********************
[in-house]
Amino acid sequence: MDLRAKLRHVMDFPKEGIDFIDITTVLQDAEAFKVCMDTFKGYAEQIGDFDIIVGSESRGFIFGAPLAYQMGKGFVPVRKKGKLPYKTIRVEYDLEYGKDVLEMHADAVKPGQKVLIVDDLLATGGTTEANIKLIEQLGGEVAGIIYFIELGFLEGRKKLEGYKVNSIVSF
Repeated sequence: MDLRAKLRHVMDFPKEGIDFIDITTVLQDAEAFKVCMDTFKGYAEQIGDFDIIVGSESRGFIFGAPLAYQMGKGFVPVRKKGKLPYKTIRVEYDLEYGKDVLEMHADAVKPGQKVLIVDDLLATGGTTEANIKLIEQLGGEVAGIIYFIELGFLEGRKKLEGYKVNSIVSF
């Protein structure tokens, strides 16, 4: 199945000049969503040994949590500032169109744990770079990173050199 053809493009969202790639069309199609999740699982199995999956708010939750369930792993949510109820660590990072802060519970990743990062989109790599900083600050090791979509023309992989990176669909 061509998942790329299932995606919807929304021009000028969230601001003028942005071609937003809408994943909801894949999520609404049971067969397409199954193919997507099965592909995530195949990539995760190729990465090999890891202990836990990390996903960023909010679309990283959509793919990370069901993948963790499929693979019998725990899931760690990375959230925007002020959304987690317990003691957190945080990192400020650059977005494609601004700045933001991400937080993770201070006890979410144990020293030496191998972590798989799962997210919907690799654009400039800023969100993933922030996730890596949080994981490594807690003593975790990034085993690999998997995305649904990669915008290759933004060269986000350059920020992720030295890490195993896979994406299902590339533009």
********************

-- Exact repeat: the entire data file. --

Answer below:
[in-house]
Amino acid sequence: MDLRAKLRHVMDFPKEGIDFIDITTVLQDAEAFKVCMDTFKGYAEQIGDFDIIVGSESRGFIFGAPLAYQMGKGFVPVRKKGKLPYKTIRVEYDLEYGKDVLEMHADAVKPGQKVLIVDDLLATGGTTEANIKLIEQLGGEVAGIIYFIELGFLEGRKKLEGYKVNSIVSF
Repeated sequence: MDLRAKLRHVMDFPKEGIDFIDITTVLQDAEAFKVCMDTFKGYAEQIGDFDIIVGSESRGFIFGAPLAYQMGKGFVPVRKKGKLPYKTIRVEYDLEYGKDVLEMHADAVKPGQKVLIVDDLLATGGTTEANIKLIEQLGGEVAGIIYFIELGFLEGRKKLEGYKVNSIVSF
């Protein structure tokens, strides 16, 4: 199945000049969503040994949590500032169109744990770079990173050199 053809493009969202790639069309199609999740699982199995999956708010939750369930792993949510109820660590990072802060519970990743990062989109790599900083600050090791979509023309992989990176669909 061509998942790329299932995606919807929304021009000028969230601001003028942005071609937003809408994943909801894949999520609404049971067969397409199954193919997507099965592909995530195949990539995760190729990465090999890891202990836990990390996903960023909010679309990283959509793919990370069901993948963790499929693979019998725990899931760690990375959230925007002020959304987690317990003691957190945080990192400020650059977005494609601004700045933001991400937080993770201070006890979410144990020293030496191998972590798989799962997210919907690799654009400039800023969100993933922030996730890596949080994981490594807690003593975790990034085993690999998997995305649904990669915008290759933004060269986000350059920020992720030295890490195993896979994406299902590339533009």